March 21, 2011

James Barnes with Loconeal Publishing setting up our table

Whew! Spent a long three days at Millennicon in Cincinnati. It was a great show: sold some books, made some new friends–lots of fun.

I met the incredible Stephen Zimmer, author and filmmaker, and plan to hit a few shows with him this summer. There was also the amazing duo of T.R. Chowdhury and T.M. Crim of The Shadow Over Shandahar series (who are joining me in the Loconeal fold–Welcome guys!) Can’t wait to hit the circuit!

Of all the wacky events I attend, the craft shows and bake shows, yard sales and pretty much any place I can set up a table, conventions are by far the hardest to attract buyers. People there are often on a mission for a certain kind of book, either by genre or author, and aren’t really interested in looking for anything else. Also, there’s lots of competition from other authors who are sharing space with you on the floor. Still, perseverance will win out in the end and if you’re tough and do plenty of smiling, you’ll come home with fewer books than you brought with you.

Note the monitor. It's displaying Carol's remote desktop with the illustration she's painting

At this convention we had Wi-Fi access and were able to get Carol Phillips, the Queen of the LoE Universe, to do several live paints. I dragged her out of her warm bed on the west coast to work on an illustration and she didn’t disappoint. We beamed her in via web conference and away she went, pulling and dragging, picking up color and causing an attendee at the Con to lose his heart (“She’s a Goddess,” he said).

That she is.

"Lt. Kilos and the Cat God Pub," by Carol Phillips

She started off with a flat sketch of Lt Kilos and Tweeter standing in front of the mysterious Cat God Pub in Blanchefort Village. Then, live before our unworthy eyes, the painting took shape, first the background and then the foreground. Due to a scheduling snafu on my part, Carol couldn’t quite finish the pic, but she’s getting close.

She knocked in the cobbles and added texture to the village in the background, rolled in some fog and added the “Octagon” to Elyria (the moon). She really wanted to have it finished before the Con ended, but that’s how life goes. People had various questions for her–mostly regarding layers, as Carol has over a hundred created for this painting and only very few of them are labelled. Next time, we’ll have to mic her up so she can talk as well as paint.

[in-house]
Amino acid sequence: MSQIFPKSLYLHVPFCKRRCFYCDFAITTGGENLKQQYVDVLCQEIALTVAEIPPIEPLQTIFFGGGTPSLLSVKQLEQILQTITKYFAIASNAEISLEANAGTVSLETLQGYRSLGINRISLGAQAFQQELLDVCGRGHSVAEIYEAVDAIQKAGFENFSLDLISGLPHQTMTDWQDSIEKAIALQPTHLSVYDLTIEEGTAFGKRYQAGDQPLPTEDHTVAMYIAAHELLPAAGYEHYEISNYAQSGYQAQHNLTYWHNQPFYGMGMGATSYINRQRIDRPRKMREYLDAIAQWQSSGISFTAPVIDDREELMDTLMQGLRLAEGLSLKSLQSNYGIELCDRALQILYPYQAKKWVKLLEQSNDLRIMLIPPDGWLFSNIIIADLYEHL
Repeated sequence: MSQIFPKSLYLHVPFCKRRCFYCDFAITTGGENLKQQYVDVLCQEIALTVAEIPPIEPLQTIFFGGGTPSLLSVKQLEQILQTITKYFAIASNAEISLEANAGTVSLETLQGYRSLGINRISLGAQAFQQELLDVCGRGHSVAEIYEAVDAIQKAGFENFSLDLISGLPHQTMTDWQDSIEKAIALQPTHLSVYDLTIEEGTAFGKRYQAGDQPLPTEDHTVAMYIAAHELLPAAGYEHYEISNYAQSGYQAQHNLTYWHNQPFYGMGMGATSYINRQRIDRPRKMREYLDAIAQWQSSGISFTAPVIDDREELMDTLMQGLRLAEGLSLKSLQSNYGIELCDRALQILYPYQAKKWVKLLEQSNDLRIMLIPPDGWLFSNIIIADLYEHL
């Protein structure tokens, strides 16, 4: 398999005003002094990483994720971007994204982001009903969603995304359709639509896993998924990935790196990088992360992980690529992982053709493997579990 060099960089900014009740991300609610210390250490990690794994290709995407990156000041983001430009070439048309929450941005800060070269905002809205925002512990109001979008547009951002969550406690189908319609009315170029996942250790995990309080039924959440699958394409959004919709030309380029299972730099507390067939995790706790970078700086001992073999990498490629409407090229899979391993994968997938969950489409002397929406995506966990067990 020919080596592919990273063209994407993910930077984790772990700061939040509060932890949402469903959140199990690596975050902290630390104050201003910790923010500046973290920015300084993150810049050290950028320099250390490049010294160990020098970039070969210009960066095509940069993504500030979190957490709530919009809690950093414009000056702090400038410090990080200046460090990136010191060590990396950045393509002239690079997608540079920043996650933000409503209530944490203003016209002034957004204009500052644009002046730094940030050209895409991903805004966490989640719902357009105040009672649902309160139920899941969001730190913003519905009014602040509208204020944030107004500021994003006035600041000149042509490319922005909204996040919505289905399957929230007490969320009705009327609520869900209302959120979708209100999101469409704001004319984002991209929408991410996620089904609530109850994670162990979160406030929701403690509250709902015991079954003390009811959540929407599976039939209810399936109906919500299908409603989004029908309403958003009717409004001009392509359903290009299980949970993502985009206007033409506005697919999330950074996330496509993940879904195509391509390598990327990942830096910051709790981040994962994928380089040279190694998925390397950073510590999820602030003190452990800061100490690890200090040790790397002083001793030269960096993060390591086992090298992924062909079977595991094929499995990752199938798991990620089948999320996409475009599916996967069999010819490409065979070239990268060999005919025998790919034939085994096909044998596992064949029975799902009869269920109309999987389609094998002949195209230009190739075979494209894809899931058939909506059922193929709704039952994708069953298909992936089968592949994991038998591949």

Next–I’m going to Piqua.

Bowl Naked


"The Cat God Pub" by Carol Phillips

I’ll be attending Millennicon in Cincinnati this weekend, March 18, 19 and 20 with Loconeal Publishing, signing books and promoting the release of Book III, The Dead Held Hands.

One of the things we’ll be doing is a Live Paint. Artist Carol Phillips will be working on this unfinished pic of Lt. Kilos standing in front of the elusive Cat God Pub, via Wi-Fi and a 17 inch monitor. She’ll even take questions via text while she’s working. It should be lots of fun.

Come and see us at Millennicon.

Cincinnati, Ohio

You know you want to …


The Gray Note

February 12, 2011

Perhaps you’ll understand what I’m about to share with you, and perhaps you won’t.

I often seek something I call The Gray Note. What is it?? It’s a sound that, when you hear, it takes you away, time forgotten, and your mind begins working at an incredible pace and in a rare harmony. My mentor at Ohio State told me about the existence of the Gray Note–that it was something he experienced once years before and had sought it out ever since. You never simply hear the Gray Note, it pulls you inside, like the embrace of an ancestor, and once you’re there conception is unbound and you’ve access to places in your own imagination never visited before–places you didn’t know existed. It’s like unlocking a hidden floor in a department store, full of treasures, where the public normally isn’t permitted to see.

Roebling Bridge (Cincinnati, Ohio)

I encountered it once on the Roebling Bridge in Cincinnati, Ohio about ten years ago. The bridge doesn’t have a paved roadway, instead it’s simply a segmented metal grate with large square holes through which you can see the rushing waters of the Ohio River far below. Cars rolling across this grated surface make the most incredible sound, full and mournful. On rainy days, when the air is thick, the sound sometimes changes a bit in timbre and becomes the Gray Note. I was walking across the bridge one rainy day and fell into it, standing there, mouth open, captivated, listening for hours, not wanting to come out of it. It was like an LSD trip, only without the drug, just a perfect communion of your mind and your senses. Eventually, the clouds parted and the sound changed, and I was dumped back to Earth, lamenting the perfection I’d experienced and then lost.

I often returned to the Roebling to try and recapture The Gray Note, but it never was the same, and I’ve looked for it ever since, always elusive and just beyond my reach. I’ve hunted it, like King Arthur’s Questing Beast.

Today, I found the Gray Note again, in an unexpected place.

My wife wanted to stop at Target and get a few things. I really didn’t want to go, but she insisted. We went inside and she grabbed a cart and started shopping. We made our way to the vast frozen food section, all the cases full of whirring fans, that droning staccato sound they made.


That sound…

As we moved down the aisle, there it was, in just the right spot, I re-discovered the Gray Note, rich and proud, full of life and creation.

As before, I fell in. Vast new worlds opened up, I created entire novels, beginnings and endings. Whole lives danced in front of me. I could have died there …

And then my wife shook me and it was gone. She said I was standing there in a stupor, like I was catatonic.

And there I was, back on Earth.

“Did you hear it?” I asked her.

“Hear what? I just hear noise.”

And my hunt continues …

Bowl Naked